July 6 2018  |  Confectionery & Fine Foods

Ricola has all the ingredients for success

By Mary Jane Pittilla

Duty Free Magazine’s Contributing Editor Mary Jane Pittilla learns about herb cultivation from Ricola herb farmer Simon Duppenthaler


Ricola herb farmer Simon Duppenthaler with travel retail journalists at his farm in the Swiss mountains

Few brands have the fascinating and authentic backstory enjoyed by Swiss herbal drop specialist Ricola. This 88-year-old company, helmed by Chairman and CEO Felix Richterich and based in the Swiss rural town of Laufen, manages to tap into many of today’s major consumer trends, in a quiet, unassuming Swiss manner.

Take, for example, Richterich’s belief that all Ricola products must relate to its Swiss mountain setting. Thanks to its research and development team, the company develops recipes and ingredients that stay quite close to consumer trends, but do not slavishly follow them.


Ricola Cranberry Sugarfree Herb Drops 75g Tin is a travel retail exclusive product

“Most of our ingredients are natural, and all products are made with natural flavorings and colorings. We have a cranberry flavor, for example, which is a power fruit. We want to be as unique as possible but we don’t want to be too exotic,” explains Richterich.

Ricola introduced elderflower herb drops more than 10 years ago, so you could argue that the company actually helps set the ingredient trends.

The company follows the sugar debate, and has introduced the plant-based stevia sweetener to some products, making it a sugar-free, no-calorie consumer choice. Also, the company uses real honey as a natural sweetener in some products.

Richterich believes market positioning at point of sale is crucial. He wants to communicate to the consumer that its Swiss herbal drops provide a wellbeing benefit and aren’t just another candy. In travel retail, as in the domestic market, the brand insists on attractive displays. Ricola has undertaken sampling in Business Class lounges, notably with Swiss and Singapore Airlines, with great success. Dufry is currently hosting a sampling activity in Zurich Airport.

Ricola has embraced digitalization, which Richterich believes is an opportunity for smaller brands, and uses social media to leverage its backstory.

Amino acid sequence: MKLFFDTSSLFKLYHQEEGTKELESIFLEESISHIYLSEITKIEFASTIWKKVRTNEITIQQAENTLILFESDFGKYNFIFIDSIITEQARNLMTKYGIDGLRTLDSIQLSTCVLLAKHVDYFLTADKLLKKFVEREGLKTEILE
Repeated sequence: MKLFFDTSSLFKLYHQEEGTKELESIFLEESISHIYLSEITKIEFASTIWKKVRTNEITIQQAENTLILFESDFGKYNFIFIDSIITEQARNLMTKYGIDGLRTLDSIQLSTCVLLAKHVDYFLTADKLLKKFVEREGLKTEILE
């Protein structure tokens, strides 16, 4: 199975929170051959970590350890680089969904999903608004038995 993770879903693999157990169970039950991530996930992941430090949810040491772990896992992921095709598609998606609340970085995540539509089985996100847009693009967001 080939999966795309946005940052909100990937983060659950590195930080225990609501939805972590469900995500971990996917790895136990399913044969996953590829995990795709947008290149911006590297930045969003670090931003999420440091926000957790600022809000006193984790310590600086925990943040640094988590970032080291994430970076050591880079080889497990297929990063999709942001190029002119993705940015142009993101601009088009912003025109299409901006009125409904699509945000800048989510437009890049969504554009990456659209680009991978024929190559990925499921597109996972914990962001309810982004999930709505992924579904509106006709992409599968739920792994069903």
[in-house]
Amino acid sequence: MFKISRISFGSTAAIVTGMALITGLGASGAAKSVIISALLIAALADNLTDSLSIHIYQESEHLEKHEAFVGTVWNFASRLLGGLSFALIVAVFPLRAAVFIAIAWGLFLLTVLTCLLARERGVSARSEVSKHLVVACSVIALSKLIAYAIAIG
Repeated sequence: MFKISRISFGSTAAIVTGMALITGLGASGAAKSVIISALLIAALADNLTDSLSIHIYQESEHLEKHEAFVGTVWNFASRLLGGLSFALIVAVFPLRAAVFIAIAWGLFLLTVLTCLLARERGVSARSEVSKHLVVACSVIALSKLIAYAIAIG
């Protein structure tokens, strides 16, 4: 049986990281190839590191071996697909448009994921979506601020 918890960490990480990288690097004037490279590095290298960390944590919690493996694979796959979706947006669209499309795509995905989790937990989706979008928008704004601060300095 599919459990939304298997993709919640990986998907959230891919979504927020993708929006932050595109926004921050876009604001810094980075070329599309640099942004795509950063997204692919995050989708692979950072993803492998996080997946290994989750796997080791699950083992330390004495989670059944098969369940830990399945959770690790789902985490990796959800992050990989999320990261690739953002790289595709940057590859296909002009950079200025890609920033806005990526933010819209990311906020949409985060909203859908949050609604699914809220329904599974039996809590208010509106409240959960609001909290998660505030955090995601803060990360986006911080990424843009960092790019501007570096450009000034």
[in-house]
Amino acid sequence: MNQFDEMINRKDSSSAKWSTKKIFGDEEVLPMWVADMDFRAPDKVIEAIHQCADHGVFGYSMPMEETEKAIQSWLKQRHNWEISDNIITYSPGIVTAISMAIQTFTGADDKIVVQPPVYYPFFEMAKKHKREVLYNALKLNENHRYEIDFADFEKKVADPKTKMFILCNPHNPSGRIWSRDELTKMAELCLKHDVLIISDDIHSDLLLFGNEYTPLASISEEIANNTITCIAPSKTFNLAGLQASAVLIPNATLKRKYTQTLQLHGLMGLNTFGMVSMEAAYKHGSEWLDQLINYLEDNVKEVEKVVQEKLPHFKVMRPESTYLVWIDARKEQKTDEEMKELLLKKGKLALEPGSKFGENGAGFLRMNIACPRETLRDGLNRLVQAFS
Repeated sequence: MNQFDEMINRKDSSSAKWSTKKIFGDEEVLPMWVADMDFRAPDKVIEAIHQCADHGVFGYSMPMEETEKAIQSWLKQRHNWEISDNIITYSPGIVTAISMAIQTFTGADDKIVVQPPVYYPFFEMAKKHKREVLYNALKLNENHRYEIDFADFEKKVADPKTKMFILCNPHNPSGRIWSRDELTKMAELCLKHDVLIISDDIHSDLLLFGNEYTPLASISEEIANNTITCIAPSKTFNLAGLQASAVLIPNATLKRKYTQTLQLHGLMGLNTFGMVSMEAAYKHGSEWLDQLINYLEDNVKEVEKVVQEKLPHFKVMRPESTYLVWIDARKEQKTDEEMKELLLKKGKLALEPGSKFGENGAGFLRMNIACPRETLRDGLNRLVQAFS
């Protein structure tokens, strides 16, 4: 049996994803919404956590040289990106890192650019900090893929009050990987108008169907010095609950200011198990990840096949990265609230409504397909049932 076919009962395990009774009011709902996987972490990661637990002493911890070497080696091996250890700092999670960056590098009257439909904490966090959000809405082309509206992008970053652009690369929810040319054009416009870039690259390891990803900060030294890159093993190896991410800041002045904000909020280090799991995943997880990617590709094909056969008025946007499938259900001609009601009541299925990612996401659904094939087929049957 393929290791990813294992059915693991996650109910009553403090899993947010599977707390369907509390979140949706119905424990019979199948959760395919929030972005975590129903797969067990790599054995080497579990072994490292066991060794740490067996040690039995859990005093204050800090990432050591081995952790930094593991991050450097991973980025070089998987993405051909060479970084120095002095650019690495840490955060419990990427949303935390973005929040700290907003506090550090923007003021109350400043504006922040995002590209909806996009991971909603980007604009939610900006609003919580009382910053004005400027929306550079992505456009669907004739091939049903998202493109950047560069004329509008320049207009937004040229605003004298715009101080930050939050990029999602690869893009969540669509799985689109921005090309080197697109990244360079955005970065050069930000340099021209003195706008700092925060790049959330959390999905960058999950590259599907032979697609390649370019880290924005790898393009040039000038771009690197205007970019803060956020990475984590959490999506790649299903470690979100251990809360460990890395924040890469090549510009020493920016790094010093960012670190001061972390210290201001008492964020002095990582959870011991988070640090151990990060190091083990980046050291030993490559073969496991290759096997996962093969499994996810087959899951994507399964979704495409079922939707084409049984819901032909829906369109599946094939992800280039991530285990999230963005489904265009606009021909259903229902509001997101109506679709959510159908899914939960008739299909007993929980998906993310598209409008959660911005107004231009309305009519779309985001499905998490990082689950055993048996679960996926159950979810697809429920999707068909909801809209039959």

And what a story it is. Take, for example, the fact that Ricola’s herb farmers grow the brand’s proprietary 13-herb blend in gardens specially selected for their herb-growing properties.

“Today’s consumer wants to know who is behind the product and brand and how a company is behaving. This is more and more important for today’s informed consumer. We will soon have 90 years of history in the Swiss valleys,” asserts Richterich.

Swiss herbs cultivated by hand

Ricola has a sustainability policy and tries to improve it “constantly”, he says. “Our factory is energy-consuming, but we try to adapt it with solar cells on the roof and we use water tanks to store and reuse hot water. So we try to improve our footprint every year.”

Ricola’s authentic ‘Swissness’ even goes as far as its buildings. The company has a long-standing relationship with the world-famous Swiss architects Herzog & de Meuron, who designed Beijing’s National Stadium (known as the Bird’s Nest), among many other notable structures. Seven Ricola buildings were designed by these globally renowned architects between 1983 and 2014, including Ricola’s Herb Center in Laufen, which is the biggest clay building in Europe.


Herb farmer Simon Duppenthaler tends his Ricola herbs

Another example of authenticity is the herb growing and production process. Simon Duppenthaler has grown herbs for Ricola on his idyllic farm in the Swiss mountains for 12 years. He farms 16 hectares of land for milk production, cattle- and pig-rearing, of which 1.5 hectares is given over to nurturing – by hand –Ricola’s 13-herb blend, all to Bio Swiss certification standards. This “magic” blend was created in 1940 by Felix Richterich’s grandfather, Emil Richterich.


Herbs in Ricola’s production center are ready for drying. Traditional pitchforks are still used to turn the herbs

The production process for Ricola’s Swiss herb drops begins

Once the herbs are dried, they are taken to the Herb Center in Laufen, where both traditional and modern production processes are employed. Workers still use a pitchfork to turn the herbs as they dry, while state-of-the-art conveyor belts and machinery help transform the herbs into herb extracts for the end product. All Ricola herbal drops contain the 13-herb blend, to which is added the particular “lead herb” for the final product.

Ricola’s famous 13-herb blend at the company’s hi-tech Herb Center in Laufen, Switzerland

Another element of Swissness is in the contemporary artworks created by Swiss artists that are scattered throughout the Laufen headquarters so that the staff can enjoy them. And the Ricola Foundation, established in 2010 by Felix and his brother Lukas Richterich, seeks to promote and develop projects that study and enhance understanding of the natural and cultural foundations of human life. A worthy cause indeed.

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